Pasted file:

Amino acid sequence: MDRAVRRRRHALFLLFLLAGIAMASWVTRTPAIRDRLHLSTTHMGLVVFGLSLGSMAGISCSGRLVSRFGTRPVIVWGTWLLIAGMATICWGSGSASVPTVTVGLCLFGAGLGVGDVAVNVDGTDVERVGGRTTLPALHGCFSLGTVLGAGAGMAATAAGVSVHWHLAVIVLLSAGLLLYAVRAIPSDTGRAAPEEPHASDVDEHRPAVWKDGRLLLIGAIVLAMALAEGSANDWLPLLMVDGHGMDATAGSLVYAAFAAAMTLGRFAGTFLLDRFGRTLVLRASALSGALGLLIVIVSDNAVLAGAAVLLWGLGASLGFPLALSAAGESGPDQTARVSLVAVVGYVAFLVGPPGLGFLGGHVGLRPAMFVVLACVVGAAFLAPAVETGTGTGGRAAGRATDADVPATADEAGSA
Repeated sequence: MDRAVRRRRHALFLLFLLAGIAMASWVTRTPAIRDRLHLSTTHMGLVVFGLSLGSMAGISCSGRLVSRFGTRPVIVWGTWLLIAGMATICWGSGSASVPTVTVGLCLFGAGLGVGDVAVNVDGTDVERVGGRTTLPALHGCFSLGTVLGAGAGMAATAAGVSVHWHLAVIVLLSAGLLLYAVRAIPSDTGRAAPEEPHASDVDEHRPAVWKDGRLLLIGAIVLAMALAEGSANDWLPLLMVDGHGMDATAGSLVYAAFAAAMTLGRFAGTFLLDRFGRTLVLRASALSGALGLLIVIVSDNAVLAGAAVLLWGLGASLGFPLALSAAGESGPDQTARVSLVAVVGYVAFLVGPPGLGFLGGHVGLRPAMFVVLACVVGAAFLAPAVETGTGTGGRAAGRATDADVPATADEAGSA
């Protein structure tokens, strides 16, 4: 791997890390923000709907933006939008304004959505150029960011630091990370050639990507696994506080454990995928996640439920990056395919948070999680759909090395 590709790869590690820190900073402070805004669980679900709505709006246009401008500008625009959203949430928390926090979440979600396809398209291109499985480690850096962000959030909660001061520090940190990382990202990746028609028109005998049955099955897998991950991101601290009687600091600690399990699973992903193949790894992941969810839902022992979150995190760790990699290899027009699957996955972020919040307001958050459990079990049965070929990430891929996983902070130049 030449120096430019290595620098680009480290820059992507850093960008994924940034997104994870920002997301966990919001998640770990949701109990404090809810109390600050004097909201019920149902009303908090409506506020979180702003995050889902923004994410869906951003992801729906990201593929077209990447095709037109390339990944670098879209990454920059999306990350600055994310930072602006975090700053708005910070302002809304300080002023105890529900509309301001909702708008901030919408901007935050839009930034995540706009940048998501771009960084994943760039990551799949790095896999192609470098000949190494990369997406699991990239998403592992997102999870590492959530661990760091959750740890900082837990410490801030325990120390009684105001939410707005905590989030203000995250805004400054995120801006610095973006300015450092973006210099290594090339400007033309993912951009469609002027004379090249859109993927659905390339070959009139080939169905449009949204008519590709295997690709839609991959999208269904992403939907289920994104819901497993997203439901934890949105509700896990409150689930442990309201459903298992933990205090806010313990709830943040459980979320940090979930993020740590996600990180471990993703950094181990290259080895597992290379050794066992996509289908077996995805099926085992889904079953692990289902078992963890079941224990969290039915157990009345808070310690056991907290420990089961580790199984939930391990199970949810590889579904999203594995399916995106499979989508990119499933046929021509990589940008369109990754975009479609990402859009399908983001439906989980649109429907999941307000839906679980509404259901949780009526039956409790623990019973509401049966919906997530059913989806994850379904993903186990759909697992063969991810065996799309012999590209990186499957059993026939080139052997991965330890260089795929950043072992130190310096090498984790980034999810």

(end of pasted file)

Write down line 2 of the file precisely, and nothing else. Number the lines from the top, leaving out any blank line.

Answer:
Repeated sequence: MDRAVRRRRHALFLLFLLAGIAMASWVTRTPAIRDRLHLSTTHMGLVVFGLSLGSMAGISCSGRLVSRFGTRPVIVWGTWLLIAGMATICWGSGSASVPTVTVGLCLFGAGLGVGDVAVNVDGTDVERVGGRTTLPALHGCFSLGTVLGAGAGMAATAAGVSVHWHLAVIVLLSAGLLLYAVRAIPSDTGRAAPEEPHASDVDEHRPAVWKDGRLLLIGAIVLAMALAEGSANDWLPLLMVDGHGMDATAGSLVYAAFAAAMTLGRFAGTFLLDRFGRTLVLRASALSGALGLLIVIVSDNAVLAGAAVLLWGLGASLGFPLALSAAGESGPDQTARVSLVAVVGYVAFLVGPPGLGFLGGHVGLRPAMFVVLACVVGAAFLAPAVETGTGTGGRAAGRATDADVPATADEAGSA